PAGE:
Talapia are hardy fish you can grow in a pool. Disease- and parasite-resistant, they're easy to raise. A large, shallow pool is ideal. Each square yard of water surface can support one adult tilapia. These fish are low-maintenance and inexpensive to feed. Set up the pool one month before you plan to stock it with fingerlings.
Tilapia require a year-round water temperature between 82 and 86 degrees Fahrenheit. Pick a sunny spot to place the pool, and fill it with water to a depth of 3 feet. Tilapia need plenty of oxygen. A filtration system and an air pump with a diffuser will give them the oxygen they need. Test the water for chlorine. Chlorine can be removed by adding 1,000 milligrams of vitamin C for each 100 gallons of water.
Plant duckweed and shade-producing water plants in the pool, leaving some areas unplanted and open to sunlight. Algae grow in the sunlight, and tilapia eat algae. Add a 2.5-inch layer of phosphorous-rich fertilizer, such as chicken manure, to the pool one week before adding the fish.
Stocking the Pool
Put the fingerlings in the pool during the early morning or evening hours, when temperatures are cooler. Female tilapia will grow at a slower rate than males. Hormone-treated fingerlings are all male. Purchasing hormone-treated fingerlings prevents breeding as the stock mature. Stock five or six fingerlings for each square yard of water surface. Having too many fingerlings in the pool will result in slower growth and cannibalism.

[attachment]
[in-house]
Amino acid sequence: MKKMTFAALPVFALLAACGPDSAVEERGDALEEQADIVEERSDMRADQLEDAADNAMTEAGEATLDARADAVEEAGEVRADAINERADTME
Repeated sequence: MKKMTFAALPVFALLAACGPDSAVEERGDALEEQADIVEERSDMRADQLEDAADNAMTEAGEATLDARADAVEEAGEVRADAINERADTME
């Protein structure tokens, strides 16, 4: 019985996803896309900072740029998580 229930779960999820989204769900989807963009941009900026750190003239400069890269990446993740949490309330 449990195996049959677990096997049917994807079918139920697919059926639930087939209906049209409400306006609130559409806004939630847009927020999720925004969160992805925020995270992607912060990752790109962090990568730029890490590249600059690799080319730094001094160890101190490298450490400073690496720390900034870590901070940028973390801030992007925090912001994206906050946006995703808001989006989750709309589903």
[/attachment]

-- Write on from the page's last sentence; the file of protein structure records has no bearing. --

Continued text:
Tilapia eat the algae that grow in the pool. Adding small amounts of compost or chicken manure to the pool once a month will feed the algae. Too much manure can deplete oxygen levels. Fingerling tilapia have high protein requirements. Flies, grubs and worms will supply the extra protein the fingerlings need. Avoid overfeeding; uneaten food will lower the water quality.
Remove and replace 20 percent of the pool's water weekly, or 10 percent of the water twice a week. Be sure the water you add is chlorine-free. After you harvest the adult tilapia, empty the pool and allow it to dry out completely before preparing it for new fingerlings.
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Karen Mihaylo has been a writer since 2009. She has been a professional dog groomer since 1982 and is certified in canine massage therapy. Mihaylo holds an associate degree in human services from Delaware Technical and Community College.